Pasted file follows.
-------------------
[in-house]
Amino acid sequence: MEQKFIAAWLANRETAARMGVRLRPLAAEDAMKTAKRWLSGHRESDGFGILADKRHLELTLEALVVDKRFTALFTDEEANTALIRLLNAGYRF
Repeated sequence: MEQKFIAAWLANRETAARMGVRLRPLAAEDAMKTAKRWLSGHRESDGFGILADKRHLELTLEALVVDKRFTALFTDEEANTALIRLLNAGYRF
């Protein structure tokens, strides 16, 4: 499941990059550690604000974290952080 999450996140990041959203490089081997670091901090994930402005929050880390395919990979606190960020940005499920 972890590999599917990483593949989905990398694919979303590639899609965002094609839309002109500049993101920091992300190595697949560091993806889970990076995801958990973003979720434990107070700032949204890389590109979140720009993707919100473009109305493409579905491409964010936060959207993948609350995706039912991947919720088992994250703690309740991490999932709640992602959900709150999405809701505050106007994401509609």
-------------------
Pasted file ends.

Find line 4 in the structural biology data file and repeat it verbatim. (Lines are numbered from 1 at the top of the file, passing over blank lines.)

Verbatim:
């Protein structure tokens, strides 16, 4: 499941990059550690604000974290952080 999450996140990041959203490089081997670091901090994930402005929050880390395919990979606190960020940005499920 972890590999599917990483593949989905990398694919979303590639899609965002094609839309002109500049993101920091992300190595697949560091993806889970990076995801958990973003979720434990107070700032949204890389590109979140720009993707919100473009109305493409579905491409964010936060959207993948609350995706039912991947919720088992994250703690309740991490999932709640992602959900709150999405809701505050106007994401509609």